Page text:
Monday 16 December 2019

Theresa May set to take big gamble on a 'clean Brexit'

British Prime Minister Theresa May. Photo: Stefan Rousseau/PA Wire
British Prime Minister Theresa May. Photo: Stefan Rousseau/PA Wire

Ben Riley-Smith

Fears of a hard Brexit damaging the Irish economy will intensify this week when UK prime minister Theresa May lays out her government's intentions on how they will leave the EU.

May is expected to side with British Eurosceptics and signalling she is prepared to take the UK out of the single market and customs union.

Her speech is also likely to discuss the impact of Brexit on the Border.

In her most significant Brexit speech since taking office, Theresa May will defy critics by indicating she is open to a clean break with the EU. The intervention, which follows pressure to reveal her Brexit plans, is designed to reassure the public and reveal what she wants from talks.

However, the speech risks exposing deep rifts in the Tory party over Europe as she details her vision for Britain's future outside the EU.

In her speech, May is expected to say Britain will:

- be prepared to leave the customs union to secure free trade deals across the world;

- regain full control of its borders even if that means ending single-market membership;

- no longer be bound by European Court of Justice rulings after Brexit, despite claims to the contrary;

- unite after the "division" of the referendum by ditching the terms "leaver" and "remainer".

The content of the speech is being closely guarded however, sources familiar with May's thinking have told reporters she will indicate support for many Eurosceptic demands.

The speech comes after the EU's chief negotiator of Brexit gave the first indication of a softer stance as he conceded the continent needs to retain access to the City of London.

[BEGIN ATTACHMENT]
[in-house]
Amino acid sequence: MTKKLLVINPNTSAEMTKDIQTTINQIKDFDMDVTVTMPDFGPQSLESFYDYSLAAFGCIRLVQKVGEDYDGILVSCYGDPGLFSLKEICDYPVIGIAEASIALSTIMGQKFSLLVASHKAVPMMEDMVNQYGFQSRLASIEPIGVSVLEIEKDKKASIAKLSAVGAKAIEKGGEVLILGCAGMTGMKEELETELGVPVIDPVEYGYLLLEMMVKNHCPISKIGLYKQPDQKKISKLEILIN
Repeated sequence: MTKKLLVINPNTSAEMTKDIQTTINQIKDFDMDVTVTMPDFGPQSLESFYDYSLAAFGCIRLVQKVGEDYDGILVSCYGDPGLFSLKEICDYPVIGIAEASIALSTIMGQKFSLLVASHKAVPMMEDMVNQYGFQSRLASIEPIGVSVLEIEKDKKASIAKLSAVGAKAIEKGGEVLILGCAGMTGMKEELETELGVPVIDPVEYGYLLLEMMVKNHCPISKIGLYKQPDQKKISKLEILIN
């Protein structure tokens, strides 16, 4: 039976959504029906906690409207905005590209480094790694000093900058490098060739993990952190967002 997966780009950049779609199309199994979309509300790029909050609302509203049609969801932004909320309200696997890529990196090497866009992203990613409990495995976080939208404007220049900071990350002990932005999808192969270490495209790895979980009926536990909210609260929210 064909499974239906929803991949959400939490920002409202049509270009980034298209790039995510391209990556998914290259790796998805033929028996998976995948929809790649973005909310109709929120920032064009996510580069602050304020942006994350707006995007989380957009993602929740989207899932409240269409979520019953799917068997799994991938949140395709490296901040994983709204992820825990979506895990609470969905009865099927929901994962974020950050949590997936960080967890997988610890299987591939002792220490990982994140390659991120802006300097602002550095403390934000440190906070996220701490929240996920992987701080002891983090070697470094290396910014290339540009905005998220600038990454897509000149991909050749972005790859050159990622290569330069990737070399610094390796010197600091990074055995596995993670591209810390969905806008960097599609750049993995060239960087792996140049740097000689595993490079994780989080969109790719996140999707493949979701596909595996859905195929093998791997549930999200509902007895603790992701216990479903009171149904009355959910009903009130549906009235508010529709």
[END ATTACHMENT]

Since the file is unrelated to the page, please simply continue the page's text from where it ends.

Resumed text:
Michel Barnier privately told MEPs that he wanted a "special" relationship between the 27 remaining EU countries and Britain's financial centre after Brexit.

Tory MPs said it showed "commercial self-interest is overtaking mere politics" among EU leaders concerned about the financial implications of cutting themselves off from London.

However, in a tweet, Mr Barnier said he had not been talking about an arrangement with the City of London, one of the world's most important financial markets.

"When asked on equivalence I said: EU would need special vigilance on financial stability risk, not special deal to access the City," he wrote.

British diplomats have in recent weeks been told by their bosses in Westminster that they should expect the UK to be outside the customs unions after Brexit. In its place, May is expected to seek a new customs arrangement that keeps the perks of the EU - specifically, no checks when goods cross the border.

Similarly, by leaving the single market, the UK would no longer be bound by European Court of Justice rulings and could limit immigration. Both issues have already been named as priorities for Brexit talks and are unlikely to be viewed sympathetically by Brussels.

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